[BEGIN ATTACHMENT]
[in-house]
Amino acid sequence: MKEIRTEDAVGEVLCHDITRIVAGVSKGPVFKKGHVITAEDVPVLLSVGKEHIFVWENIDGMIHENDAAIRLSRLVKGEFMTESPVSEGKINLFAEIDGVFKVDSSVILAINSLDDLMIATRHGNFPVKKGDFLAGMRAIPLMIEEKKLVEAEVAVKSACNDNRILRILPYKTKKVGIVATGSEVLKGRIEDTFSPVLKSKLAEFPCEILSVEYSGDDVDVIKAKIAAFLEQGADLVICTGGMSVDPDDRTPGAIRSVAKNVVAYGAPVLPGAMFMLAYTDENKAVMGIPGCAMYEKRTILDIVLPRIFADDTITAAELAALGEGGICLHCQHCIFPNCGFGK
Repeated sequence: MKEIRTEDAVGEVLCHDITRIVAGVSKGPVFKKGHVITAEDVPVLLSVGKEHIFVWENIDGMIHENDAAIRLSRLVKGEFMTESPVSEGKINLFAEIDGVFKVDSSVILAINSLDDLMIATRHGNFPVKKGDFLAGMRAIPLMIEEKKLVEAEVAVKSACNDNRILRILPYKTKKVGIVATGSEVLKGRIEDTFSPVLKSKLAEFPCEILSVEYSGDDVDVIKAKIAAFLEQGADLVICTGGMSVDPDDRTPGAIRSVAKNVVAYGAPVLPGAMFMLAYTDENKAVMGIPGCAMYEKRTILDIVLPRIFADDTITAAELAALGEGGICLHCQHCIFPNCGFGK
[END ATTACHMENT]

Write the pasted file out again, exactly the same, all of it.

[in-house]
Amino acid sequence: MKEIRTEDAVGEVLCHDITRIVAGVSKGPVFKKGHVITAEDVPVLLSVGKEHIFVWENIDGMIHENDAAIRLSRLVKGEFMTESPVSEGKINLFAEIDGVFKVDSSVILAINSLDDLMIATRHGNFPVKKGDFLAGMRAIPLMIEEKKLVEAEVAVKSACNDNRILRILPYKTKKVGIVATGSEVLKGRIEDTFSPVLKSKLAEFPCEILSVEYSGDDVDVIKAKIAAFLEQGADLVICTGGMSVDPDDRTPGAIRSVAKNVVAYGAPVLPGAMFMLAYTDENKAVMGIPGCAMYEKRTILDIVLPRIFADDTITAAELAALGEGGICLHCQHCIFPNCGFGK
Repeated sequence: MKEIRTEDAVGEVLCHDITRIVAGVSKGPVFKKGHVITAEDVPVLLSVGKEHIFVWENIDGMIHENDAAIRLSRLVKGEFMTESPVSEGKINLFAEIDGVFKVDSSVILAINSLDDLMIATRHGNFPVKKGDFLAGMRAIPLMIEEKKLVEAEVAVKSACNDNRILRILPYKTKKVGIVATGSEVLKGRIEDTFSPVLKSKLAEFPCEILSVEYSGDDVDVIKAKIAAFLEQGADLVICTGGMSVDPDDRTPGAIRSVAKNVVAYGAPVLPGAMFMLAYTDENKAVMGIPGCAMYEKRTILDIVLPRIFADDTITAAELAALGEGGICLHCQHCIFPNCGFGK